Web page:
NUC urges African varsities to ensure graduates acquire employable skills

The National Universities Commission (NUC) has called on African universities to recognise the value of forging partnerships with higher institutions of learning worldwide to address the problem of unemployability of graduates of African universities.

NUC’s acting executive secretary, Mr. Chris Maiyaki, made the call Friday in Abuja at the 3rd Annual Conference of the Forum for Innovation in African Universities (FIAU) with the theme: “Strengthening Africa’s Higher Education in a Post-Covid-19 World.”

Maiyaki said by embracing international collaborations, the universities could tap into a wealth of expertise, resources, and opportunities for their students and faculties.

He noted that there was a challenge of resource constraint faced by universities across Africa, saying to address the situation, the institutions required strategic partnerships.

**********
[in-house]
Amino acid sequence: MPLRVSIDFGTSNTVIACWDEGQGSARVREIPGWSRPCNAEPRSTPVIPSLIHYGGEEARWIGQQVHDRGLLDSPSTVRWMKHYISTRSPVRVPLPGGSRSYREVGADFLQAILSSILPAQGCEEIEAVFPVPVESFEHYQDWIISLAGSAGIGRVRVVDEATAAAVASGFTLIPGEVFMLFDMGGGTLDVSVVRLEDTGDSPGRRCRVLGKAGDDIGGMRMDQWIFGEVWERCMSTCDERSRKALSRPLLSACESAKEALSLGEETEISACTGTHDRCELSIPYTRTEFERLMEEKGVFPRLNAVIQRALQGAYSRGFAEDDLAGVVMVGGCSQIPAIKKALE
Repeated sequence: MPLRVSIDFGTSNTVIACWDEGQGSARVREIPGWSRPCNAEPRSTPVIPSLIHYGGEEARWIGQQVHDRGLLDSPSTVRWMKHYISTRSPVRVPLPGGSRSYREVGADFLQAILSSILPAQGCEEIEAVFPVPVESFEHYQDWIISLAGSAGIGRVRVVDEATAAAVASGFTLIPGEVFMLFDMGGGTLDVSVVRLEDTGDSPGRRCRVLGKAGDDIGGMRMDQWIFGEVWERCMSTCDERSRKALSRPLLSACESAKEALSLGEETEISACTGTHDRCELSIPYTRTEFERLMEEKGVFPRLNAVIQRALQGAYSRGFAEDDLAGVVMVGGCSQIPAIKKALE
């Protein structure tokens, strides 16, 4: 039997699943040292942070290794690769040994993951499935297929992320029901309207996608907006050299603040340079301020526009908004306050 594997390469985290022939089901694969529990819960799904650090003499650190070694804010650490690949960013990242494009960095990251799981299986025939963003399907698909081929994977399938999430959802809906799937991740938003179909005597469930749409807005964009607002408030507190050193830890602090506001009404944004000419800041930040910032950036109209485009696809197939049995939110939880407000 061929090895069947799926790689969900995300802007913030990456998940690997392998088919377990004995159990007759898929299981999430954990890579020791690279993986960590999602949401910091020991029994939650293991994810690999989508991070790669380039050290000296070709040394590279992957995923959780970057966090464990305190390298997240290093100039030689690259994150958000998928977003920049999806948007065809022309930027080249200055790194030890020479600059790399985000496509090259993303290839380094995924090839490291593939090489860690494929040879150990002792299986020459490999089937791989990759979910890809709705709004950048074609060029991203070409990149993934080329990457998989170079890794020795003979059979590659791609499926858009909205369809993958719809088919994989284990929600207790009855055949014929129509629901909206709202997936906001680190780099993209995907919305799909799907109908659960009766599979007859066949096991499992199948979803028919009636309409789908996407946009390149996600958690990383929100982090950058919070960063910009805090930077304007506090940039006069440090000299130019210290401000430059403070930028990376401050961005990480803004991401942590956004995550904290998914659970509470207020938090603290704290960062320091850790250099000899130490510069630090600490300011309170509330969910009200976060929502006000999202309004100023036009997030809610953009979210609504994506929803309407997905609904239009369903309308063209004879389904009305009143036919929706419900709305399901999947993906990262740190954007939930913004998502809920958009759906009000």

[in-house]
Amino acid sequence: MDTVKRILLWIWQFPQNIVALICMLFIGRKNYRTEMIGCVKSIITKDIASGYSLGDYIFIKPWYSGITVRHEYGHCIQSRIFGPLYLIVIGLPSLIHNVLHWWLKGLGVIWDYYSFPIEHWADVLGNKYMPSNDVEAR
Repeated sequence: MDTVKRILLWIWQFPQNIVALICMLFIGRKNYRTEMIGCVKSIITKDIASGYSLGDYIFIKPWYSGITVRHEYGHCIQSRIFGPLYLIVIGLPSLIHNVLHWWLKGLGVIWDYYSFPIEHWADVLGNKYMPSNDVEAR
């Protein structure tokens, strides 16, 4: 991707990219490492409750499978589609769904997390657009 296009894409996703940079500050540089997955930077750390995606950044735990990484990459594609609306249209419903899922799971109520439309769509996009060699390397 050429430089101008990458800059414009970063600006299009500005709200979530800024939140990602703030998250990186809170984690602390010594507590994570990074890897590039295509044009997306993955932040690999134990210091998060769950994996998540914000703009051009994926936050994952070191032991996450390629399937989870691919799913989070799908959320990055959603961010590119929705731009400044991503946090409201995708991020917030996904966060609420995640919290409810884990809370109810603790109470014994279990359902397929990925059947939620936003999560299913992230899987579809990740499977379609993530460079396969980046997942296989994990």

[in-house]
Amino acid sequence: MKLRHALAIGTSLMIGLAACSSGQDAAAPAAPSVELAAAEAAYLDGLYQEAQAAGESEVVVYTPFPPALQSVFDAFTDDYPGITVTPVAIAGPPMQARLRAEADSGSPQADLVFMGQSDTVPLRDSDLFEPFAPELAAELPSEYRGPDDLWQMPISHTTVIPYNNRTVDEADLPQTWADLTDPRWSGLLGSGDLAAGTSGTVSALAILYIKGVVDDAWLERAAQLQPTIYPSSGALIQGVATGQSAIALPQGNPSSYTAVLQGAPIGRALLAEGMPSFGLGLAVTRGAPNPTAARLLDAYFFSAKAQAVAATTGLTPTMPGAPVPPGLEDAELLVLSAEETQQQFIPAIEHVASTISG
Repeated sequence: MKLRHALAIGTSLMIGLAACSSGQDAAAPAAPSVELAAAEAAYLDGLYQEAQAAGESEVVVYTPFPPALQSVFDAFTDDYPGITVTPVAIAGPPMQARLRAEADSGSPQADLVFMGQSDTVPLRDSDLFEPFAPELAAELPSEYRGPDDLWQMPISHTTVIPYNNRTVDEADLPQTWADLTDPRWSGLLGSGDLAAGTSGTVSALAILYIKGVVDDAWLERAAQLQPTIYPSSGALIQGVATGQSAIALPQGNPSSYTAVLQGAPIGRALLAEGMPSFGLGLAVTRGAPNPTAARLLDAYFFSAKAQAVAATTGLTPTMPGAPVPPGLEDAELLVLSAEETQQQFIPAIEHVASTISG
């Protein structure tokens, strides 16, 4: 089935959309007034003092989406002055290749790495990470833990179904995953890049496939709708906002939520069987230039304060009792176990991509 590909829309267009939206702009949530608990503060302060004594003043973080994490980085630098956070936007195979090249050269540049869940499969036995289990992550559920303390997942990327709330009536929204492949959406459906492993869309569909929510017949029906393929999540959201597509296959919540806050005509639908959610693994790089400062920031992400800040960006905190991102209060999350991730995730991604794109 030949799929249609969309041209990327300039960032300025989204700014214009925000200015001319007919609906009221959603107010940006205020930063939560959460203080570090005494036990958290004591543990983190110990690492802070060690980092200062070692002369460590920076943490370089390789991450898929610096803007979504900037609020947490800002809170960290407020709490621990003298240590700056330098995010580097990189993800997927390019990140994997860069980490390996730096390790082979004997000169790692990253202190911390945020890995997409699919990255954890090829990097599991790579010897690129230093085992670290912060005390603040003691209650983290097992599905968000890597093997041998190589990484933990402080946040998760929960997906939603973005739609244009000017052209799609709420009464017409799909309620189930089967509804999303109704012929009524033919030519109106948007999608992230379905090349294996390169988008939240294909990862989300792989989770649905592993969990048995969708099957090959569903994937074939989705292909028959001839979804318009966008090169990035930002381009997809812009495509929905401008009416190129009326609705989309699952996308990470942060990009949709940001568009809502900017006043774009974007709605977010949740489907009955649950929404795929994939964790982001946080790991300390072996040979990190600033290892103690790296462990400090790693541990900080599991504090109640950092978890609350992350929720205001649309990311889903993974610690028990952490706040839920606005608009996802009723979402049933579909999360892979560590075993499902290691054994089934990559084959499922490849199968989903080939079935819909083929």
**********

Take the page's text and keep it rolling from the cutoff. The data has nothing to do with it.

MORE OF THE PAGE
“Collaborations with governments, private sector entities, philanthropic organisations, and international development agencies are crucial in pooling resources, sharing expertise, and creating sustainable funding models,” he said.

Maiyaki said the Commission championed the development of guidelines for the implementation of Transnational Education (TNE) in Nigeria for the purpose of partnering with other institutions abroad.

“TNE presents a wide range of opportunities such as increasing access to higher education for our youth and promoting strategic alliances between countries and regions. These partnerships must, however, be built on mutual respect, shared objectives, and a commitment to nurturing talent and promoting global citizenship.”

He stressed the need to integrate technology into the delivery of university education to ensure its resilience in a post-COVID-19 era. This, he said, can be attained by harnessing the power of innovation so that the institutions can foster sustainable university-industry partnerships that transcend traditional boundaries.

“These partnerships will allow us to align our curricula with the evolving needs of the job market; creating graduates who are not only well-versed in theory but also possess the practical skills demanded by employers.